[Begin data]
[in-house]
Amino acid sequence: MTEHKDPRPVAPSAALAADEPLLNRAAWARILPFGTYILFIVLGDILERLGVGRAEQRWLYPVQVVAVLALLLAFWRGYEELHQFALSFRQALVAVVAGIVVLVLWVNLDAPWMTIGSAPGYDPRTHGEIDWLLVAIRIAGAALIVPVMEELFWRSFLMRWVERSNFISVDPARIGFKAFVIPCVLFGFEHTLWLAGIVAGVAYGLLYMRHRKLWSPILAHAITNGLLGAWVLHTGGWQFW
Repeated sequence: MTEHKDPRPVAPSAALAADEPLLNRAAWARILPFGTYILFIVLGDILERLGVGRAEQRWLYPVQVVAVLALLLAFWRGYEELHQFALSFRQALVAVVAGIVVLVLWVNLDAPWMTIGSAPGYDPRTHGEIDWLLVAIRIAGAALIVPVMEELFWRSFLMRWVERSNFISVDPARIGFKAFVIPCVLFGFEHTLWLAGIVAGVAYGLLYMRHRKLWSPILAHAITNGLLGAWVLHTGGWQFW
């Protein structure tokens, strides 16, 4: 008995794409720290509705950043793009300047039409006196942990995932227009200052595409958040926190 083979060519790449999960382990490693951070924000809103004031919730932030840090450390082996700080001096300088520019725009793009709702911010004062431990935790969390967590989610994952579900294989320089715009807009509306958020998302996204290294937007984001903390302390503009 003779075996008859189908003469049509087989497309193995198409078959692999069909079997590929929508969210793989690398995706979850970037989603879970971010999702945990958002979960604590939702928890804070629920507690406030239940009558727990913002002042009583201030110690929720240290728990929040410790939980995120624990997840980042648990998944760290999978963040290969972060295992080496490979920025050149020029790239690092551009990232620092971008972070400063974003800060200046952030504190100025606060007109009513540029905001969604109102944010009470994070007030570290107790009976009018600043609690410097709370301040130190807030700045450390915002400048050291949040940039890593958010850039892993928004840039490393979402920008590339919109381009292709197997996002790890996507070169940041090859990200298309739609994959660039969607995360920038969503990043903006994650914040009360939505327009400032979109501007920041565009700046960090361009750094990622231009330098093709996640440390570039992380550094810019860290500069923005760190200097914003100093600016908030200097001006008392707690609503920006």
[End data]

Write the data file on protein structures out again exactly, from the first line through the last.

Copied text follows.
[in-house]
Amino acid sequence: MTEHKDPRPVAPSAALAADEPLLNRAAWARILPFGTYILFIVLGDILERLGVGRAEQRWLYPVQVVAVLALLLAFWRGYEELHQFALSFRQALVAVVAGIVVLVLWVNLDAPWMTIGSAPGYDPRTHGEIDWLLVAIRIAGAALIVPVMEELFWRSFLMRWVERSNFISVDPARIGFKAFVIPCVLFGFEHTLWLAGIVAGVAYGLLYMRHRKLWSPILAHAITNGLLGAWVLHTGGWQFW
Repeated sequence: MTEHKDPRPVAPSAALAADEPLLNRAAWARILPFGTYILFIVLGDILERLGVGRAEQRWLYPVQVVAVLALLLAFWRGYEELHQFALSFRQALVAVVAGIVVLVLWVNLDAPWMTIGSAPGYDPRTHGEIDWLLVAIRIAGAALIVPVMEELFWRSFLMRWVERSNFISVDPARIGFKAFVIPCVLFGFEHTLWLAGIVAGVAYGLLYMRHRKLWSPILAHAITNGLLGAWVLHTGGWQFW
């Protein structure tokens, strides 16, 4: 008995794409720290509705950043793009300047039409006196942990995932227009200052595409958040926190 083979060519790449999960382990490693951070924000809103004031919730932030840090450390082996700080001096300088520019725009793009709702911010004062431990935790969390967590989610994952579900294989320089715009807009509306958020998302996204290294937007984001903390302390503009 003779075996008859189908003469049509087989497309193995198409078959692999069909079997590929929508969210793989690398995706979850970037989603879970971010999702945990958002979960604590939702928890804070629920507690406030239940009558727990913002002042009583201030110690929720240290728990929040410790939980995120624990997840980042648990998944760290999978963040290969972060295992080496490979920025050149020029790239690092551009990232620092971008972070400063974003800060200046952030504190100025606060007109009513540029905001969604109102944010009470994070007030570290107790009976009018600043609690410097709370301040130190807030700045450390915002400048050291949040940039890593958010850039892993928004840039490393979402920008590339919109381009292709197997996002790890996507070169940041090859990200298309739609994959660039969607995360920038969503990043903006994650914040009360939505327009400032979109501007920041565009700046960090361009750094990622231009330098093709996640440390570039992380550094810019860290500069923005760190200097914003100093600016908030200097001006008392707690609503920006």